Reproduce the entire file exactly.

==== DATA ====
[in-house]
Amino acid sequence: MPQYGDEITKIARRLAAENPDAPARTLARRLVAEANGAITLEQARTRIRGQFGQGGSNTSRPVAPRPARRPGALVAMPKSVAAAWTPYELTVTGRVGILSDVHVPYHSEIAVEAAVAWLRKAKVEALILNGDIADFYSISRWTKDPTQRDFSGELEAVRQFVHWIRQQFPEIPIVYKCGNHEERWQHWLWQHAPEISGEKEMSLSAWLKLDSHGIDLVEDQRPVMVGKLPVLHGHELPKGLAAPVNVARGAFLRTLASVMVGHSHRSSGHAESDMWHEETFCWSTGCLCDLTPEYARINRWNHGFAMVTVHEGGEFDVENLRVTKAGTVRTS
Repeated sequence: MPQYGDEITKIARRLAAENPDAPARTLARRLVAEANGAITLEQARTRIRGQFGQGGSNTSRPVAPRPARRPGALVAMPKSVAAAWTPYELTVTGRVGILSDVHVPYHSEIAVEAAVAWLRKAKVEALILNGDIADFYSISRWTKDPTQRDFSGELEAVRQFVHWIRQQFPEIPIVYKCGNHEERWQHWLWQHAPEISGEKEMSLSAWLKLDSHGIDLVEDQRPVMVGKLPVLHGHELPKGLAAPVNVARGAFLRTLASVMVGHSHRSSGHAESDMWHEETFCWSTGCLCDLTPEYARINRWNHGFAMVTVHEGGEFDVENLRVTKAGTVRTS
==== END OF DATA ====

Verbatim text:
[in-house]
Amino acid sequence: MPQYGDEITKIARRLAAENPDAPARTLARRLVAEANGAITLEQARTRIRGQFGQGGSNTSRPVAPRPARRPGALVAMPKSVAAAWTPYELTVTGRVGILSDVHVPYHSEIAVEAAVAWLRKAKVEALILNGDIADFYSISRWTKDPTQRDFSGELEAVRQFVHWIRQQFPEIPIVYKCGNHEERWQHWLWQHAPEISGEKEMSLSAWLKLDSHGIDLVEDQRPVMVGKLPVLHGHELPKGLAAPVNVARGAFLRTLASVMVGHSHRSSGHAESDMWHEETFCWSTGCLCDLTPEYARINRWNHGFAMVTVHEGGEFDVENLRVTKAGTVRTS
Repeated sequence: MPQYGDEITKIARRLAAENPDAPARTLARRLVAEANGAITLEQARTRIRGQFGQGGSNTSRPVAPRPARRPGALVAMPKSVAAAWTPYELTVTGRVGILSDVHVPYHSEIAVEAAVAWLRKAKVEALILNGDIADFYSISRWTKDPTQRDFSGELEAVRQFVHWIRQQFPEIPIVYKCGNHEERWQHWLWQHAPEISGEKEMSLSAWLKLDSHGIDLVEDQRPVMVGKLPVLHGHELPKGLAAPVNVARGAFLRTLASVMVGHSHRSSGHAESDMWHEETFCWSTGCLCDLTPEYARINRWNHGFAMVTVHEGGEFDVENLRVTKAGTVRTS